In response to the crisis, Adolphine Terry, Vivion Brewer, and Velma Powell formed the Women's Emergency Committee to Open Our Schools (WEC).[1]:195 Terry, then a 75-year-old woman, was a Vassar graduate, the widow of Congressman David D. Terry,[2]:346[3] and highly influential in her community.[1]:198 Brewer, a Smith College graduate, had founded Little Rock's orchestra and library, and was the wife of Senator Joe T. Robinson's nephew and the daughter of a former Little Rock mayor.[2]:349–350[3]

Terry organized the first meeting in her home on September 16, 1958, which was attended by 58 women; it would expand to 1400 by May, the majority of whom were white, wealthy, and educated.[1]:200 This collective wealth insulated them from the economic ramifications of vocal opposition to desegregation faced by pro-integration businessmen and newspapers, and their husbands were not held accountable for the actions of their wives.[1]:203 Nonetheless, the women faced public opposition ranging from harassment, insults, and death threats delivered in phone calls and letters.[1]:204 Though envisioned by its founders as an interracial organization advocating for full integration,[4]:268 membership of the organization feared the position would harm its public support. The group positioned itself as a political group dedicated to re-opening schools, and maintained a primarily white membership.[1]:208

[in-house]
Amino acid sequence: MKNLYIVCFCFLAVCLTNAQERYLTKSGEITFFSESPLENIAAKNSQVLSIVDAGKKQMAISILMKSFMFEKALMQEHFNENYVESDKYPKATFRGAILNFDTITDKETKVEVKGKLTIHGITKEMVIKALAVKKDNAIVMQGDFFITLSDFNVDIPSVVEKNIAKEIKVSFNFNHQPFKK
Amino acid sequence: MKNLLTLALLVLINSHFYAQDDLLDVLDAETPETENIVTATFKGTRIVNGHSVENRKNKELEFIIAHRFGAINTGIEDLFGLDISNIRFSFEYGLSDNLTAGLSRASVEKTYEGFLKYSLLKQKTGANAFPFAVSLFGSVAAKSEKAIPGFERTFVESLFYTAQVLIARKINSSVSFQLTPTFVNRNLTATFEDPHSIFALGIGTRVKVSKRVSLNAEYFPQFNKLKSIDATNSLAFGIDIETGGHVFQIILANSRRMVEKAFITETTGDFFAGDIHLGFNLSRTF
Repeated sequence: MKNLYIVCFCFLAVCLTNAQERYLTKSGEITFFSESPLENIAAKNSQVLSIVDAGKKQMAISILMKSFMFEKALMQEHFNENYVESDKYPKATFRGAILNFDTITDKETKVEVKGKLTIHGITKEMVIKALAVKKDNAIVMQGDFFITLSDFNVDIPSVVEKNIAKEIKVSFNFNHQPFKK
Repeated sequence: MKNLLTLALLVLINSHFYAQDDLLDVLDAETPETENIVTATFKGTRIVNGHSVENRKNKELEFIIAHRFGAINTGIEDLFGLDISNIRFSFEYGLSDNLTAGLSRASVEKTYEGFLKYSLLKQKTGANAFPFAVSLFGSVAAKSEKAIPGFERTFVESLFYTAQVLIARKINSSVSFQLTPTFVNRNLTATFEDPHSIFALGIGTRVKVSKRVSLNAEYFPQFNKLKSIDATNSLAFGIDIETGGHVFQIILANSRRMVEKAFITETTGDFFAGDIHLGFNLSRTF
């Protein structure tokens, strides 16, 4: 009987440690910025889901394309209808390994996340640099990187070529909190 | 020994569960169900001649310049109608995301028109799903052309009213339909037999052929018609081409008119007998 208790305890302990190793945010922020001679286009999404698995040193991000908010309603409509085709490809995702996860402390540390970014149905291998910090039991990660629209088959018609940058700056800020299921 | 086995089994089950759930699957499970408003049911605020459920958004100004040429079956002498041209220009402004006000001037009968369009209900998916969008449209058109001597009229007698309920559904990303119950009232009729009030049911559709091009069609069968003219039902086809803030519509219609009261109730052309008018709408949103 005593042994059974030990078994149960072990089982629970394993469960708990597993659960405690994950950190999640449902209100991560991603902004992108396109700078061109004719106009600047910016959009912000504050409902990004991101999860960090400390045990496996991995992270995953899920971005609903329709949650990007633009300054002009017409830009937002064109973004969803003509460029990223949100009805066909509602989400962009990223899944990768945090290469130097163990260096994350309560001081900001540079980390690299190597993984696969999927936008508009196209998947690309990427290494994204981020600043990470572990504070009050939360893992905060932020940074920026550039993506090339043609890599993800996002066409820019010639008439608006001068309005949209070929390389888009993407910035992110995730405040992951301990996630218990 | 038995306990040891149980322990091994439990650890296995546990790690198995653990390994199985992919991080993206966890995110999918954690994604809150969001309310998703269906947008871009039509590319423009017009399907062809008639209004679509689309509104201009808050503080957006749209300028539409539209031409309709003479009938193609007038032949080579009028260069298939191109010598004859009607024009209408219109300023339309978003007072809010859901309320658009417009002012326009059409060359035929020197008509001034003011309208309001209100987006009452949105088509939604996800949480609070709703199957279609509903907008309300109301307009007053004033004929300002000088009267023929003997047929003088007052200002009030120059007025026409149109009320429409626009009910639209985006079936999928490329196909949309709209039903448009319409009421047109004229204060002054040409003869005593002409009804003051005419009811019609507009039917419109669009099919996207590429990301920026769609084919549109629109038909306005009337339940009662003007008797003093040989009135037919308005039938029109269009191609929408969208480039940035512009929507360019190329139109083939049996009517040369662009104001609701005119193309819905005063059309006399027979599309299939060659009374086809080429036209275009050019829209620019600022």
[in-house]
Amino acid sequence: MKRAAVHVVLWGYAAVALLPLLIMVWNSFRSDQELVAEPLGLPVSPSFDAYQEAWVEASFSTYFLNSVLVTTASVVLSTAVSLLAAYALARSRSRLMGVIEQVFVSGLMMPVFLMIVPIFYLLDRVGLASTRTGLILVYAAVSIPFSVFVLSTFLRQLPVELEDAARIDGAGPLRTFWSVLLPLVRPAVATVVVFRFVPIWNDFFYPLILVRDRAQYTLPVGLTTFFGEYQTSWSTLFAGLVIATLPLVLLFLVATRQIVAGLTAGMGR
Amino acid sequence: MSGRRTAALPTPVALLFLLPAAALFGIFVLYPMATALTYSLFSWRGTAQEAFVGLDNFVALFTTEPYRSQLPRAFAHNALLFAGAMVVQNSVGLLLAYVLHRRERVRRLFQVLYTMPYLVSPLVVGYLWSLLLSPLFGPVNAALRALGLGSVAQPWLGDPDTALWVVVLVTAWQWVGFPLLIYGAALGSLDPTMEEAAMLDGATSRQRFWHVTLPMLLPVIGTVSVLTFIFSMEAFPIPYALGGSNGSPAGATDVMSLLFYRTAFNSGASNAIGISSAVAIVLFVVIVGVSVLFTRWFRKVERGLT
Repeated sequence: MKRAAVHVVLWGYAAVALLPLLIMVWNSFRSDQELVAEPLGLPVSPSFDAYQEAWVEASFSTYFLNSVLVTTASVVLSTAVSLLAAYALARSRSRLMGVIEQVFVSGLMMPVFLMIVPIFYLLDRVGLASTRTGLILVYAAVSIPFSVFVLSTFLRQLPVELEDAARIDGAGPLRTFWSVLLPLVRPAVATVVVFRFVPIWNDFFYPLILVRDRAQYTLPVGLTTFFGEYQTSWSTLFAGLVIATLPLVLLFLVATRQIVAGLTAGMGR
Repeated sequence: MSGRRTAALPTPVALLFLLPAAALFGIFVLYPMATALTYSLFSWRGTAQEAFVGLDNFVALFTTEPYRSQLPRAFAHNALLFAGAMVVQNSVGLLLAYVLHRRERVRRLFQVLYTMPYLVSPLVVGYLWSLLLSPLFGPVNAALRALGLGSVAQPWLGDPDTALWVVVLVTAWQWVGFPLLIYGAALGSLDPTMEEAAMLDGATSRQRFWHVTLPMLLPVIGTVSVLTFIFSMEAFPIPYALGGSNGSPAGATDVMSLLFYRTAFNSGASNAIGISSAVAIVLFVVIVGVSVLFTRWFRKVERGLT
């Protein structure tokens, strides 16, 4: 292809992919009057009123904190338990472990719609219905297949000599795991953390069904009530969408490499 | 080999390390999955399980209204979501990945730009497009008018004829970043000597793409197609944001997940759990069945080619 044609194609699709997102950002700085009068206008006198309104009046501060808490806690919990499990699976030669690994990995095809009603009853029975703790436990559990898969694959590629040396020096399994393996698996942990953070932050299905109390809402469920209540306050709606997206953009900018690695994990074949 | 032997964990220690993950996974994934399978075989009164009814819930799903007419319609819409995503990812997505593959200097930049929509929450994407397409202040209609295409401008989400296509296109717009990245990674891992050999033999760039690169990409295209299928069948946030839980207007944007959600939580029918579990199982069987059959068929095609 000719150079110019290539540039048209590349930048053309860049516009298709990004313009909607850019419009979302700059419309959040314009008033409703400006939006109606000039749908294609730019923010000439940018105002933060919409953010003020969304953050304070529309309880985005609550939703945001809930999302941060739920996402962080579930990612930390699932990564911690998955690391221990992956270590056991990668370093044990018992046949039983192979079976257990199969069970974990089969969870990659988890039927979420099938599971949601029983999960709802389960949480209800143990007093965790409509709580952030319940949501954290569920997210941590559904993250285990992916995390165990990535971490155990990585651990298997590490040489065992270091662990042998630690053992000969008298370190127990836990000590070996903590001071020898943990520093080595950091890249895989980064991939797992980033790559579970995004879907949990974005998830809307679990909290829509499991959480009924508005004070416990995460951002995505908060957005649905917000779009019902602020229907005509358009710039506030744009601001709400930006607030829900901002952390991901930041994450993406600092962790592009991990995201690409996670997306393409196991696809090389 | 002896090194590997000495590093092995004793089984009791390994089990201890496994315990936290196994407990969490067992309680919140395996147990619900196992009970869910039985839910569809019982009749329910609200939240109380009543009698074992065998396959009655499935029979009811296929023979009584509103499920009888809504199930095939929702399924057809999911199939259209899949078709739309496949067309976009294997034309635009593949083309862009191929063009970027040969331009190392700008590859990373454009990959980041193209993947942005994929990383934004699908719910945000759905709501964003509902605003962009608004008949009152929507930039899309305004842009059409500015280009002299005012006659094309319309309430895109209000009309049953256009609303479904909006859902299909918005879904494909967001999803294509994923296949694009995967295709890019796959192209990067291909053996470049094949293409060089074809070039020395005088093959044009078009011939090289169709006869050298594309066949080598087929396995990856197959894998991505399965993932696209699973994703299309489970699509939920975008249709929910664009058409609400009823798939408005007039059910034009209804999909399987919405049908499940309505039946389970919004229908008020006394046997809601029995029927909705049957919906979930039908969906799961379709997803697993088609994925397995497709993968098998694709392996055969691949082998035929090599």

The WEC was active in encouraging Little Rock voters to vote for integration as a means to end the crisis during a special election ordered by Governor Faubus. The group organized phone trees and car pools for voters, but the first election was a failure for the WEC.[1]:210 The WEC responded by putting public pressure on white men in the community, lobbying business leaders and later publishing The Little Rock Report on the economic impact of the crisis. The organization also created a "SEX" committee designed to create a charm offensive to lure male community leaders and businessmen to be more vocal against segregation; the committee once encouraged women to withhold sex from their husbands, though it is unclear how serious the suggestion was.[1]:211[5]:190